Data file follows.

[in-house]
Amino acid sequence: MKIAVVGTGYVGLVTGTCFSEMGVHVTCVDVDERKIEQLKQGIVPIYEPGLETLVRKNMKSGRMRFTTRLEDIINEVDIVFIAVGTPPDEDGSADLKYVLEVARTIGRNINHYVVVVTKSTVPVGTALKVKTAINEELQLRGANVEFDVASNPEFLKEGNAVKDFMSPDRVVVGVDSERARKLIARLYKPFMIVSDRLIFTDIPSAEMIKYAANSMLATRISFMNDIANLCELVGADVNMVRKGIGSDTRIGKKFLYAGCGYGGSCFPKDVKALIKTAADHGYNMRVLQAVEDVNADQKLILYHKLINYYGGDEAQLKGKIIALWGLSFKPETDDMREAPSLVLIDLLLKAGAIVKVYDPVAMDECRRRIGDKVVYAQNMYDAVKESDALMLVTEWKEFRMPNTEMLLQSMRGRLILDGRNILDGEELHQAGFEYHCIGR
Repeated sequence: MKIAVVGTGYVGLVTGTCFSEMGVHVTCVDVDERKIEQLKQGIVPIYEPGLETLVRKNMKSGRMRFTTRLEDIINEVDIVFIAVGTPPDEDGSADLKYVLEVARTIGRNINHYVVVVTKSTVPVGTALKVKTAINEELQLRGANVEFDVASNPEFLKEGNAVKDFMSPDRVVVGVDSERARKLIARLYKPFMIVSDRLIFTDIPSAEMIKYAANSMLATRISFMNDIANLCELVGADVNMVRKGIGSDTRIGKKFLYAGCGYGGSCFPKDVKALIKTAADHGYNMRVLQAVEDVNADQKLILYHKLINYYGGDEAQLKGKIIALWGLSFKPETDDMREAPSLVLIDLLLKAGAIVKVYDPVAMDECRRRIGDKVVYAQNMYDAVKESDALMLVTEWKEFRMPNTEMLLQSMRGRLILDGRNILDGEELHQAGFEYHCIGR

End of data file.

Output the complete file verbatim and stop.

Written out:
[in-house]
Amino acid sequence: MKIAVVGTGYVGLVTGTCFSEMGVHVTCVDVDERKIEQLKQGIVPIYEPGLETLVRKNMKSGRMRFTTRLEDIINEVDIVFIAVGTPPDEDGSADLKYVLEVARTIGRNINHYVVVVTKSTVPVGTALKVKTAINEELQLRGANVEFDVASNPEFLKEGNAVKDFMSPDRVVVGVDSERARKLIARLYKPFMIVSDRLIFTDIPSAEMIKYAANSMLATRISFMNDIANLCELVGADVNMVRKGIGSDTRIGKKFLYAGCGYGGSCFPKDVKALIKTAADHGYNMRVLQAVEDVNADQKLILYHKLINYYGGDEAQLKGKIIALWGLSFKPETDDMREAPSLVLIDLLLKAGAIVKVYDPVAMDECRRRIGDKVVYAQNMYDAVKESDALMLVTEWKEFRMPNTEMLLQSMRGRLILDGRNILDGEELHQAGFEYHCIGR
Repeated sequence: MKIAVVGTGYVGLVTGTCFSEMGVHVTCVDVDERKIEQLKQGIVPIYEPGLETLVRKNMKSGRMRFTTRLEDIINEVDIVFIAVGTPPDEDGSADLKYVLEVARTIGRNINHYVVVVTKSTVPVGTALKVKTAINEELQLRGANVEFDVASNPEFLKEGNAVKDFMSPDRVVVGVDSERARKLIARLYKPFMIVSDRLIFTDIPSAEMIKYAANSMLATRISFMNDIANLCELVGADVNMVRKGIGSDTRIGKKFLYAGCGYGGSCFPKDVKALIKTAADHGYNMRVLQAVEDVNADQKLILYHKLINYYGGDEAQLKGKIIALWGLSFKPETDDMREAPSLVLIDLLLKAGAIVKVYDPVAMDECRRRIGDKVVYAQNMYDAVKESDALMLVTEWKEFRMPNTEMLLQSMRGRLILDGRNILDGEELHQAGFEYHCIGR